Steam Train - Woo Woo!
We can discuss the difference between synchronicity (everything moving in time with everything else) and grounded connectivity (or driven movement) by use of analogy. I often use the analogy of three railway carriages, one being your legs, the next your torso and the next your arms. In Martial Tai Chi™, we don't want the arms to be the engine, pulling the carriages of the body and legs along behind. We don't want to use three engines in a line, each one travelling under its own steam - something analogous with what I call synchronised but not connected movement. We are aiming to have an engine at the back (representing the legs) pushing the carriage of the torso, which in turn pushes the carriage of the arms into place.
Qi or Jin? Don't ask Questions!
All too often, people use the term "qi" in place of another Chinese term "jin" which could be translated as "optimal power" or "skillful use of force." Often teachers rely on the term "qi" for aspects of movement they cannot or do not wish to explain. In any language, this is just bad teaching practice. It is not the case that their methods are inexplicable - rather, by adhering to the vague methodology of "qi", they have deprived themselves of deeper and more detailed physical understanding. Such teachers could work harder to understand how their body is working when executing given movements, including subtle adjustments that might be required when changing direction or when adapting to changing circumstances.
How many words for "Snow"?
Although there is a degree of urban mythology around how many Innuit words there are for snow, they do have multiple terms for various states of compacted snow and ice. They need this level of precision because they build with the stuff and have to be able to communicate with each other in precise concepts when doing so. Different states of ice have different qualities and different uses as a building material. How many people would argue that the Innuit should NOT break down the broader concept of ice into more precise terms? No one. Insisting that they only ever use a catch-all term such as "ice", where greater clarity was possible, would only be detrimental to the task of building with it.
Now, obviously, a qi-believer could counter that the different states of ice are all "ice" at the end of the day and they would, of course, be right. I'm sure they could, by extension, argue that everything ascribed to "qi" is all "qi", inasmuch as "qi" is a traditional term for all those seemingly disconnected phenomena and again they might be right. However, if we were wishing to build with snow and ice, I'm sure we would only benefit from the precision of Innuit terminology. Similarly, Chinese medicine and sports science are now benefitting from Western anatomical concepts and many Chinese people are quite happy to let the concept of "qi" slip away into the past as a remnant of ancient pseudoscience, which is truly all it is.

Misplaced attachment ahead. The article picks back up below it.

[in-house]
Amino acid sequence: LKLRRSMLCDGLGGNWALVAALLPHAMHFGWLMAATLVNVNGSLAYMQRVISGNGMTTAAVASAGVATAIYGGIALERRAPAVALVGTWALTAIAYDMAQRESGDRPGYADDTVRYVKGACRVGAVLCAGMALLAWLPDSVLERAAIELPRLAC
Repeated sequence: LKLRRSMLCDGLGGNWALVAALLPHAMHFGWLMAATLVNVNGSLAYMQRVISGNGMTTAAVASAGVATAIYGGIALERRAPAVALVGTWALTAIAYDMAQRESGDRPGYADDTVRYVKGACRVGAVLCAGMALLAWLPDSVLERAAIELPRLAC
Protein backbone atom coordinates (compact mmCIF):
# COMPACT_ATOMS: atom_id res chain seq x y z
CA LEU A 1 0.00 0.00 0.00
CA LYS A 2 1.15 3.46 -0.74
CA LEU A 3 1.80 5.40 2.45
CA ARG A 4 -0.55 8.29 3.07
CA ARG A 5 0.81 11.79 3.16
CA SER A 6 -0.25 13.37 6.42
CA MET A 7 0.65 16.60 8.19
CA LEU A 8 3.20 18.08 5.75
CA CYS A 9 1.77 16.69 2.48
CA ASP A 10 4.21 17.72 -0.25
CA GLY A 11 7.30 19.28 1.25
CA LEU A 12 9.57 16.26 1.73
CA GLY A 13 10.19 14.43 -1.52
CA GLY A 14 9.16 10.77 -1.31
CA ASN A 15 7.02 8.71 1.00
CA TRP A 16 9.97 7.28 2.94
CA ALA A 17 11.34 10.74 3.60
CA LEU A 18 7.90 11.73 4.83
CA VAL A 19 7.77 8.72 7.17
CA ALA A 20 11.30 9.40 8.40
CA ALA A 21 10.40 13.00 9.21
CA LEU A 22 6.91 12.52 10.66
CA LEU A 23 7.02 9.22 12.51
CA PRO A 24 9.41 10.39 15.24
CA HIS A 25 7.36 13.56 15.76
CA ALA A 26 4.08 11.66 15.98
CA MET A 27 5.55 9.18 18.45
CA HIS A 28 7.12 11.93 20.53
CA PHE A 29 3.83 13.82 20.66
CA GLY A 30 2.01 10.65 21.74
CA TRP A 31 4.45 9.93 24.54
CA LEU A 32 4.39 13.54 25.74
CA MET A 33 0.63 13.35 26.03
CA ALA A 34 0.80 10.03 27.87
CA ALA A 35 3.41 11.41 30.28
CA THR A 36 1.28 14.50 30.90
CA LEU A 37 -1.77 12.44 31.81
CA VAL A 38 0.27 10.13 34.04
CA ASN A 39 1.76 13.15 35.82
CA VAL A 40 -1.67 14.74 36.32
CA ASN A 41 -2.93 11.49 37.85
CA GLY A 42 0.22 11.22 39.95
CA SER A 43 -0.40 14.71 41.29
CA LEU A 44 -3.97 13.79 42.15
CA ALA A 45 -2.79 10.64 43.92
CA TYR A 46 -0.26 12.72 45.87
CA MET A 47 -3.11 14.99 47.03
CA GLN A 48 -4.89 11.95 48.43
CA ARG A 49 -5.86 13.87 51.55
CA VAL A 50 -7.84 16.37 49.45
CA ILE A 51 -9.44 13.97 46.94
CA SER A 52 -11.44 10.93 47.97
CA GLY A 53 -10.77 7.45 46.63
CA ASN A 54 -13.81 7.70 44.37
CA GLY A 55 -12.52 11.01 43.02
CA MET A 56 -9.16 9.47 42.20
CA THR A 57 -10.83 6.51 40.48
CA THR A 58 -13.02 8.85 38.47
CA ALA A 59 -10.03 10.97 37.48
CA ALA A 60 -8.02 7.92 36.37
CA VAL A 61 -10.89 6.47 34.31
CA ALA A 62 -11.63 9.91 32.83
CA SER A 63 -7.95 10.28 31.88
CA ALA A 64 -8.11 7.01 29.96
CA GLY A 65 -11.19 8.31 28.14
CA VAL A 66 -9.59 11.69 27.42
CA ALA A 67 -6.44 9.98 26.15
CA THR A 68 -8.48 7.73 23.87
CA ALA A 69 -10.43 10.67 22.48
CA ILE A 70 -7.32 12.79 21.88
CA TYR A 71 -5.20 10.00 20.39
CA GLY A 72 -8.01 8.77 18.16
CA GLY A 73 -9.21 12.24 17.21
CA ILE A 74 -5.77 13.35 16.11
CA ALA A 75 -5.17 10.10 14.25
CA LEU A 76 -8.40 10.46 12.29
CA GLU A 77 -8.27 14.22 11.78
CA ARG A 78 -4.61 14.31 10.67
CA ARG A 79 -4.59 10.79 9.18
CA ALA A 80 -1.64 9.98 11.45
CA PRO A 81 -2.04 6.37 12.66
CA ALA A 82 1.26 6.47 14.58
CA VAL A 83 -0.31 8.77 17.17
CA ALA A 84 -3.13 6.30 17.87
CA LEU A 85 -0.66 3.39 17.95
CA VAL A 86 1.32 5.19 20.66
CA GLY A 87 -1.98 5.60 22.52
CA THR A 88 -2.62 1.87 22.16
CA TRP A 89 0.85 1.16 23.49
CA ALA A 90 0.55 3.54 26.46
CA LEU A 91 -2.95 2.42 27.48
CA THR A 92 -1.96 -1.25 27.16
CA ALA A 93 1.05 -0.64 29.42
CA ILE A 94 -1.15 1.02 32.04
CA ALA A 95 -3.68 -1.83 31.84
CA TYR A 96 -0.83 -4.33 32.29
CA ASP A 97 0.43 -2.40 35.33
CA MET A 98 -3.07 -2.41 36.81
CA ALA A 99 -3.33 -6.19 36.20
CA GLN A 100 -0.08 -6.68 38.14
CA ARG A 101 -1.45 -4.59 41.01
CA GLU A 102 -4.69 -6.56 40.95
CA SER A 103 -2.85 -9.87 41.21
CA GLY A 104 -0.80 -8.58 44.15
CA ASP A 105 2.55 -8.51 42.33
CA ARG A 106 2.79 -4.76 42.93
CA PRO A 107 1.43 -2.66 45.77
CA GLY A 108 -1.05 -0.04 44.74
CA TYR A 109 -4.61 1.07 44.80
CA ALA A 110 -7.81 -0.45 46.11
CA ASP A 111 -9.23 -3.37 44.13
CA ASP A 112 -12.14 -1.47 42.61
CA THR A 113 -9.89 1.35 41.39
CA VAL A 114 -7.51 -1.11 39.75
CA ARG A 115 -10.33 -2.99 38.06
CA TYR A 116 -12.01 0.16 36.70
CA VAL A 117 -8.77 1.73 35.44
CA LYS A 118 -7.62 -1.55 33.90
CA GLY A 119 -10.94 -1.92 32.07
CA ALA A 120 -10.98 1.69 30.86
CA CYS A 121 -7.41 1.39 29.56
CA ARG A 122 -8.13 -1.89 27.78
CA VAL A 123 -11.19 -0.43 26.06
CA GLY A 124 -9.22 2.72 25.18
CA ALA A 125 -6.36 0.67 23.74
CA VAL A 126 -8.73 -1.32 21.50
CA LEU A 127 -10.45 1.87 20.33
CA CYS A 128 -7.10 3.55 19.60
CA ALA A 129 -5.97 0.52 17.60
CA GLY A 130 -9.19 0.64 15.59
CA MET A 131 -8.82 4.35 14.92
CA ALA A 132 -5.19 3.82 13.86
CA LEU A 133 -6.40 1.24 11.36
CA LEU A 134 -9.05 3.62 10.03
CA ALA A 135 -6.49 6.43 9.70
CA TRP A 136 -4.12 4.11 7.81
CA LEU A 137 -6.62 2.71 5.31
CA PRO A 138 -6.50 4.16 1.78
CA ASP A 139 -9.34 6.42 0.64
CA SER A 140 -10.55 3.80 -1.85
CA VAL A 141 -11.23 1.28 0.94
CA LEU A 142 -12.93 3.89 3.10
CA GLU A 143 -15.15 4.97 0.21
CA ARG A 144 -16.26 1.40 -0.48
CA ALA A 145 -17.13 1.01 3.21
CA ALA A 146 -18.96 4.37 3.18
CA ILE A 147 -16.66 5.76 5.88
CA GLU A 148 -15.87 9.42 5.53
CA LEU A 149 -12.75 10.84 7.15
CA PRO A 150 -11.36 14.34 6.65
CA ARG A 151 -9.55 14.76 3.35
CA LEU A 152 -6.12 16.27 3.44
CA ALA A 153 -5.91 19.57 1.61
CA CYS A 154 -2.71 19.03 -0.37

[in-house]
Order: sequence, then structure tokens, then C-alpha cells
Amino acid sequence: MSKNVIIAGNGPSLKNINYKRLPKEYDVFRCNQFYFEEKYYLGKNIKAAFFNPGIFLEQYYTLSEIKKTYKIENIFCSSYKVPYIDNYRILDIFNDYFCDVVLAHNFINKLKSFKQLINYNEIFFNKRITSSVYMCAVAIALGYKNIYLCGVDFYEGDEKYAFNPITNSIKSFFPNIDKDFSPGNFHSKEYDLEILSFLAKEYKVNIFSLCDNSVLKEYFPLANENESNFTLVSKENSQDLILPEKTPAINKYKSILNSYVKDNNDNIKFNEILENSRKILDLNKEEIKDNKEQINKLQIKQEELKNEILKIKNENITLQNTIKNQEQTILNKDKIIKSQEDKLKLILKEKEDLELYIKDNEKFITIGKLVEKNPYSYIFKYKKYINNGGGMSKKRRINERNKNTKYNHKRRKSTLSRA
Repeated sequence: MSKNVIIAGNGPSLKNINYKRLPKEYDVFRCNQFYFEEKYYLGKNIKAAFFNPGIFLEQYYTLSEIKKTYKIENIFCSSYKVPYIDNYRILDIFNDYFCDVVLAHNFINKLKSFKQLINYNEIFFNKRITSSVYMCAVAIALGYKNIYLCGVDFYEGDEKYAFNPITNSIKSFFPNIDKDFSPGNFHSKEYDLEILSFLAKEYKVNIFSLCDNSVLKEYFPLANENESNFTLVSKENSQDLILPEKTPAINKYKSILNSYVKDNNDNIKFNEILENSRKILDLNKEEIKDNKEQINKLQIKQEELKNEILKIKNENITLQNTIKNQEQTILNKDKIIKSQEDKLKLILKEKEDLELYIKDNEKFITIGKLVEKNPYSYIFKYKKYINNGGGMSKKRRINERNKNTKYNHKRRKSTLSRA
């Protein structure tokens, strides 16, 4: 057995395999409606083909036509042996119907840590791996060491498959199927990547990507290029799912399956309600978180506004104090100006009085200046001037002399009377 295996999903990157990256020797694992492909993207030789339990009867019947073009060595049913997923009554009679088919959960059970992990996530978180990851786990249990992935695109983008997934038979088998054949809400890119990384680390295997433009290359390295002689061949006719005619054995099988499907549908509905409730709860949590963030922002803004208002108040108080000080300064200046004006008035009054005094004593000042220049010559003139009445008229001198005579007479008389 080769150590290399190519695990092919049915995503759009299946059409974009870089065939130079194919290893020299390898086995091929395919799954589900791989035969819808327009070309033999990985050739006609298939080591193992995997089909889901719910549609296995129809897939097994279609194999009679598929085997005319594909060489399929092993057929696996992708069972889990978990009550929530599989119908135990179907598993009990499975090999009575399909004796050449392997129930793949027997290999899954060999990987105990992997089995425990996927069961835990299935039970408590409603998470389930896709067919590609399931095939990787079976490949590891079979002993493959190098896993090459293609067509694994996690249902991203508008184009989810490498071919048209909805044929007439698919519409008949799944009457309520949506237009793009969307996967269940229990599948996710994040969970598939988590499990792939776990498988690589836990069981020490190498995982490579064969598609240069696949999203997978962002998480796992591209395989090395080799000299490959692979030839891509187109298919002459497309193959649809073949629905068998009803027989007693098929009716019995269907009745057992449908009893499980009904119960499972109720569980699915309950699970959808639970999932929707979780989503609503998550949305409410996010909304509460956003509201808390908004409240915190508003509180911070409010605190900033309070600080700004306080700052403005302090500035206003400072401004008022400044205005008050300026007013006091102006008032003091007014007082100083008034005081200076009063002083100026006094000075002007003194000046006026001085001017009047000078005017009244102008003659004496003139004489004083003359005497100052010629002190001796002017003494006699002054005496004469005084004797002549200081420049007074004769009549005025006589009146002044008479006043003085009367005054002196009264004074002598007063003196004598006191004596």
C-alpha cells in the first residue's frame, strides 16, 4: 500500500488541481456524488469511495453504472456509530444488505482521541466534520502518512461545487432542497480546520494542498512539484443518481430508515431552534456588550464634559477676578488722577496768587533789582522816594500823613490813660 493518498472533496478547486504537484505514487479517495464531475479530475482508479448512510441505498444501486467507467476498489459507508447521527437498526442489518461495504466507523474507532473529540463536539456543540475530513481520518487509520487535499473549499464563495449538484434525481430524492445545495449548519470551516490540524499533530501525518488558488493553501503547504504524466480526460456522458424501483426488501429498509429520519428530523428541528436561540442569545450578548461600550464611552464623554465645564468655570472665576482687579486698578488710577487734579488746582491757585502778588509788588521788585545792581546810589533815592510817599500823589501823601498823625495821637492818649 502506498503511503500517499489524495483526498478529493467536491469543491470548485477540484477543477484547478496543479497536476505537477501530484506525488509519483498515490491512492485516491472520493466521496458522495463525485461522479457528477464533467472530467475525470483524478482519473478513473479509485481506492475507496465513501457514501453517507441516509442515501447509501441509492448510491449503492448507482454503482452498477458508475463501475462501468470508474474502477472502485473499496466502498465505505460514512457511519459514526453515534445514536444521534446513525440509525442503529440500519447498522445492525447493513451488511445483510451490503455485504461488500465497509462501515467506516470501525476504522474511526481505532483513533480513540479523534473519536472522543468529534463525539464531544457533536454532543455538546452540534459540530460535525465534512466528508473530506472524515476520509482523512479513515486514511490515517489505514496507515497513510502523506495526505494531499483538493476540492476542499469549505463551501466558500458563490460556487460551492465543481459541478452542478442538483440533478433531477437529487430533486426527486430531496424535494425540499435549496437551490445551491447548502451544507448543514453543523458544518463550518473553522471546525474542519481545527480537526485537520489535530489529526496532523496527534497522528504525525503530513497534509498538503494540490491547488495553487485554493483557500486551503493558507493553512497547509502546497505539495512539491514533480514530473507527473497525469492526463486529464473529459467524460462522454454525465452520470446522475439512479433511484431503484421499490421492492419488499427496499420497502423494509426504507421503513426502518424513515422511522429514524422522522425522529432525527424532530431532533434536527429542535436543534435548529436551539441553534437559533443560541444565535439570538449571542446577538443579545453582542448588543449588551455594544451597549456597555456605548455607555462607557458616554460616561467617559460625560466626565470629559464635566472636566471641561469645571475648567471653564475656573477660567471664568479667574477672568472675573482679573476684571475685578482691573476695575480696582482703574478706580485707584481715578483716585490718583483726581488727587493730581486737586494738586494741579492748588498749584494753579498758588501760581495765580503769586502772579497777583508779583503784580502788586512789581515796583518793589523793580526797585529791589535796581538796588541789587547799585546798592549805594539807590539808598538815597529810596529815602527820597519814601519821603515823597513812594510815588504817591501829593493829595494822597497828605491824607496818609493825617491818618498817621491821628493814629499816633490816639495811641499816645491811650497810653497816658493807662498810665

Now, has anyone ever offered an explanation for a (legitimate) qi-ascribed phenomenon that cannot be explained in more precise or clear terms? No.
I therefore rest my case. The concept of "qi" may be traditional to Chinese martial arts, but frankly, we can do better. It is time to ditch the term, because the concept is factually incorrect and because it is so often used to promote superstitious and harmful physical and spiritual beliefs. Nothing can be achieved using the methodology of "qi" that cannot be achieved as well or better without it. This is why the MTA wrote into its constitution that we are and shall ever remain solidly 100% Qi-Free.
I sometimes get criticized by "qigong" practitioners for making the negative comments I do about the "qi" methodology, but I stand by them. The so-called self-cultivation they are interested in invariably boils down to self interest: self massage, supposedly enhanced sexual powers, powers over other peoples' minds; well sadly they do take other people in with their claims, so this last one may at least have a little credence.